“Provided, however, that operations without any employees, or who hire other non-mining work personnel, are exempt from the provisions of this Chapter and any regulations promulgated thereunder.”
“The Mine Safety and Health Administration (MSHA) must provide formal, written due process notice to the mine operator through a Notice of Noncompliance prior to citation. Such notice shall describe the noncompliance and shall specify the action to comply and the time within which such action is to be completed, generally not to exceed thirty (30) days, provided, however, that days during which the area of operations is inaccessible shall not be included when computing the number of days allowed for compliance. The requirements to issue a citation shall apply only to visible violations that have not been complied with and shall not be used to shut down the entire mineral operation. Actual notice shall be presumed effective when mailed by certified mail, return receipt requested to the owner of the mining claim and operator of record as specified in MSHA records, or personally served upon the mine operator. No enforcement action by MSHA, civil or criminal, may commence until after delivery of such notice, and no adverse action may be taken against a mine operator until after a hearing with the protections of 5 U.S.C. § 554, unless death or injury has resulted from the non-compliance.”
Section 106: Review and revise existing federal regulations
The Secretary of Interior shall review and revise existing federal regulations, including but not limited to 36 C.F.R. Part 9 and 43 C.F.R. Parts 4 and 3800, to make them congruent with this Act. The Secretary of Agriculture shall review and revise existing federal regulations to make them congruent with this Act, including but not limited to the striking or repeal of 36 C.F.R. Part 228. The Secretary of Labor shall review and revise existing federal regulations to make them congruent with this Act, including but not limited to 30 C.F.R. Parts 1-199. The Administrator of the Environmental Protection Agency shall review and revise existing federal regulations to make them congruent with this Act, including but not limited to 40 C.F.R. Parts 1-50.
Section 107: FEDERAL CONSENT ON PUBLIC LANDS
No federal consent decree may be entered into or is binding which effects or affects mineral development upon federal lands without written concurrence those federal unpatented mining claimants affected to be heard in connection with entry of the decree.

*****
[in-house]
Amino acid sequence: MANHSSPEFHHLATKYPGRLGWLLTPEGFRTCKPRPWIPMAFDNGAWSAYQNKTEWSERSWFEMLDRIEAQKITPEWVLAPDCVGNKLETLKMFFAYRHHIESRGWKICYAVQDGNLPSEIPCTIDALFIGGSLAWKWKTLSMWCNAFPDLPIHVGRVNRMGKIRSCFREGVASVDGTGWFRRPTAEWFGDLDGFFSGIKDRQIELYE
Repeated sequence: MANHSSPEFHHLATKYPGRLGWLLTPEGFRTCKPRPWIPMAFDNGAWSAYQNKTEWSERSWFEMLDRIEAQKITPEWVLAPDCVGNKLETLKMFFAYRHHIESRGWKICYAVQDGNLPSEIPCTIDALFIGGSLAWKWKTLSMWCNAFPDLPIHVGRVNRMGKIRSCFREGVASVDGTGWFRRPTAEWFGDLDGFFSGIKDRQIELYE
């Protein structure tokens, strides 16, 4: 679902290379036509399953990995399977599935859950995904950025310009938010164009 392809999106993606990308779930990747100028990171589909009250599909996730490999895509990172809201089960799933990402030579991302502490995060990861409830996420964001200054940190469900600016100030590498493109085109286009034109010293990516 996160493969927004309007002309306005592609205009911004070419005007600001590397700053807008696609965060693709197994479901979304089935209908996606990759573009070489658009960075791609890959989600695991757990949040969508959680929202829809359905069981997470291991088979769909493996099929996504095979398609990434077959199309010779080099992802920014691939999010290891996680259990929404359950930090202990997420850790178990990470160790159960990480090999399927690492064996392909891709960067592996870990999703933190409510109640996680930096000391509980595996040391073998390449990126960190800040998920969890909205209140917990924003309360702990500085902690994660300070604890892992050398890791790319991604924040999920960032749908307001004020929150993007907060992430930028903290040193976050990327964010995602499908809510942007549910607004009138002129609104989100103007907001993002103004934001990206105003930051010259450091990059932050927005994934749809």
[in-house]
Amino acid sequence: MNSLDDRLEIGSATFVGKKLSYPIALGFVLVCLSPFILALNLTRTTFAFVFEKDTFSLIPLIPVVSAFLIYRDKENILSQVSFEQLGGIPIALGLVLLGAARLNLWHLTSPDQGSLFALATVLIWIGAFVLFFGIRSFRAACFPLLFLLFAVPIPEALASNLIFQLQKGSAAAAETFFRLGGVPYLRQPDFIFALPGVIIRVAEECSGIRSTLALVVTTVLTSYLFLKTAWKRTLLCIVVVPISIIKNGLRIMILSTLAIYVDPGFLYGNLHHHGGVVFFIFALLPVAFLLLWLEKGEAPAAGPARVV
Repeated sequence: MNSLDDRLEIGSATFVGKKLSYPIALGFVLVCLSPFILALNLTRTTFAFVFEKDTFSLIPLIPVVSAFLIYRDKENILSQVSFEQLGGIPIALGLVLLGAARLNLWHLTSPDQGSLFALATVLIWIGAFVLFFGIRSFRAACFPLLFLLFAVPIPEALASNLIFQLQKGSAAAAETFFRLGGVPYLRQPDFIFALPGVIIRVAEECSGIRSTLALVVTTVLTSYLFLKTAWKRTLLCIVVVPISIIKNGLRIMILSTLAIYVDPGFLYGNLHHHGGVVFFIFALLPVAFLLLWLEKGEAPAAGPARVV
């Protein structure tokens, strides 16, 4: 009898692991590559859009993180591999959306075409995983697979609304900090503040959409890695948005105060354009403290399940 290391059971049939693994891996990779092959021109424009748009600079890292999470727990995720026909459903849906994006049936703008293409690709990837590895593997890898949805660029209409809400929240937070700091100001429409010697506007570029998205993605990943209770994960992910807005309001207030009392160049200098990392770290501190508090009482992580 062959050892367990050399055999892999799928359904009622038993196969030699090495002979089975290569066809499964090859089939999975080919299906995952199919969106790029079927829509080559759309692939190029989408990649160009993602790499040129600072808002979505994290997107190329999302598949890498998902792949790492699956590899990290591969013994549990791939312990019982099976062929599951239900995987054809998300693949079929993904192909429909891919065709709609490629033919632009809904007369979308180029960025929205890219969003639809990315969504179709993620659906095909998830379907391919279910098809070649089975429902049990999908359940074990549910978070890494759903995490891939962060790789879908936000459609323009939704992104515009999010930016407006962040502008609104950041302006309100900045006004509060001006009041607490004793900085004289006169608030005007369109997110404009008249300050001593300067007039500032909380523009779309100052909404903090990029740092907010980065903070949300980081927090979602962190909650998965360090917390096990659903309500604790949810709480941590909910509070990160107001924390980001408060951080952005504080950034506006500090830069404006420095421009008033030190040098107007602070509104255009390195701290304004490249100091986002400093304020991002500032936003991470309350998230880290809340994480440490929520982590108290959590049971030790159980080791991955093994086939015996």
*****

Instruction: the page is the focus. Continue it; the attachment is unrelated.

Section 108: DISCRETION OF THE OWNER OR MINERAL OPERATOR
30 U.S.C. § 43 is amended by adding “Any patented mineral lands whereby the State has not declared its intent to regulate surface disturbances as required by provisions of this act; the land owner or mineral operator at his/her own discretion, may continue to be regulated exclusively under federal law and this part as to surface disturbance and environmental compliance. Duplicative permitting authority by any State agency or subdivision thereof shall be deemed waived by the State, at the discretion of the owner or mineral operator of the property, unless expressly disclosed in the mineral patent.”
Section 109: MINERAL WITHDRAWN LANDS
43 U.S.C. § 1712(e)(3) is amended by substituting for the phrase “public lands shall be removed from or restored to the operation of the Mining Law of 1872, as amended (R.S. 2318–2352; 30 U.S.C. 21 et seq.) or transferred to another department, bureau, or agency only by withdrawal action pursuant to section 1714 of this title or other action pursuant to applicable law:” and substituting the phrases “no existing federal managed lands after 1976 shall be removed from operation of the Mining Law of 1872, as amended (R.S. 2318–2352; 30 U.S.C. 21 et seq.), except by Act of Congress. Public lands and federal managed lands reserved under other laws prior to 1976 that have been withdrawn from mineral entry shall be reopened upon petition showing of valuable metals, minerals, or rare earths, upon concurrence of a competent geologist within six (6) months, and upon submission to Congress.”